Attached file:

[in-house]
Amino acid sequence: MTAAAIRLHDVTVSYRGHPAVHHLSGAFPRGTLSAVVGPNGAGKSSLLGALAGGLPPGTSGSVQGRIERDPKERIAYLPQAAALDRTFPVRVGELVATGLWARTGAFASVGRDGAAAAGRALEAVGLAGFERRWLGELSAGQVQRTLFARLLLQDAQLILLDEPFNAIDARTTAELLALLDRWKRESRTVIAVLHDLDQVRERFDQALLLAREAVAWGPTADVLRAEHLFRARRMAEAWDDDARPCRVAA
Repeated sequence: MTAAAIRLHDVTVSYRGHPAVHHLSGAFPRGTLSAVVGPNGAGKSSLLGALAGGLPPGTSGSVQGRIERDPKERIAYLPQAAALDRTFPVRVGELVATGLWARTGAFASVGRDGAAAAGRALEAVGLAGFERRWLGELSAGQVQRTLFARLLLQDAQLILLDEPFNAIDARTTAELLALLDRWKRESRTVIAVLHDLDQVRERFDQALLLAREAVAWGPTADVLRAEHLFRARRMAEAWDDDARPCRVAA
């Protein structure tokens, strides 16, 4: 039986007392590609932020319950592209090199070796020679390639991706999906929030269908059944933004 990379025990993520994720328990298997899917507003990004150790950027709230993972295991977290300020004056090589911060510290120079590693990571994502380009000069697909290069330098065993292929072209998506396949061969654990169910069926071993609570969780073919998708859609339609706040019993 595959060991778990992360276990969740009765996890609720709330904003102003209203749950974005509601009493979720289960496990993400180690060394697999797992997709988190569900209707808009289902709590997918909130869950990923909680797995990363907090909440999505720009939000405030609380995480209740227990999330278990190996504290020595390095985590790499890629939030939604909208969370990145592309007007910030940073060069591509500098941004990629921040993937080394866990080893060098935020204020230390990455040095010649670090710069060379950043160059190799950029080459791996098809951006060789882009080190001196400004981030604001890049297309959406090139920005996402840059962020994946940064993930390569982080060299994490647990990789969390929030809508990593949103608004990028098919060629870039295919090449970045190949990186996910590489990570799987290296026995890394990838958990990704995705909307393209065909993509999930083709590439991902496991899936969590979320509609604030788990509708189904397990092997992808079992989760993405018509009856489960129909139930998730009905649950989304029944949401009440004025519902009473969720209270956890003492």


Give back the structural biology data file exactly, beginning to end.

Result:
[in-house]
Amino acid sequence: MTAAAIRLHDVTVSYRGHPAVHHLSGAFPRGTLSAVVGPNGAGKSSLLGALAGGLPPGTSGSVQGRIERDPKERIAYLPQAAALDRTFPVRVGELVATGLWARTGAFASVGRDGAAAAGRALEAVGLAGFERRWLGELSAGQVQRTLFARLLLQDAQLILLDEPFNAIDARTTAELLALLDRWKRESRTVIAVLHDLDQVRERFDQALLLAREAVAWGPTADVLRAEHLFRARRMAEAWDDDARPCRVAA
Repeated sequence: MTAAAIRLHDVTVSYRGHPAVHHLSGAFPRGTLSAVVGPNGAGKSSLLGALAGGLPPGTSGSVQGRIERDPKERIAYLPQAAALDRTFPVRVGELVATGLWARTGAFASVGRDGAAAAGRALEAVGLAGFERRWLGELSAGQVQRTLFARLLLQDAQLILLDEPFNAIDARTTAELLALLDRWKRESRTVIAVLHDLDQVRERFDQALLLAREAVAWGPTADVLRAEHLFRARRMAEAWDDDARPCRVAA
């Protein structure tokens, strides 16, 4: 039986007392590609932020319950592209090199070796020679390639991706999906929030269908059944933004 990379025990993520994720328990298997899917507003990004150790950027709230993972295991977290300020004056090589911060510290120079590693990571994502380009000069697909290069330098065993292929072209998506396949061969654990169910069926071993609570969780073919998708859609339609706040019993 595959060991778990992360276990969740009765996890609720709330904003102003209203749950974005509601009493979720289960496990993400180690060394697999797992997709988190569900209707808009289902709590997918909130869950990923909680797995990363907090909440999505720009939000405030609380995480209740227990999330278990190996504290020595390095985590790499890629939030939604909208969370990145592309007007910030940073060069591509500098941004990629921040993937080394866990080893060098935020204020230390990455040095010649670090710069060379950043160059190799950029080459791996098809951006060789882009080190001196400004981030604001890049297309959406090139920005996402840059962020994946940064993930390569982080060299994490647990990789969390929030809508990593949103608004990028098919060629870039295919090449970045190949990186996910590489990570799987290296026995890394990838958990990704995705909307393209065909993509999930083709590439991902496991899936969590979320509609604030788990509708189904397990092997992808079992989760993405018509009856489960129909139930998730009905649950989304029944949401009440004025519902009473969720209270956890003492």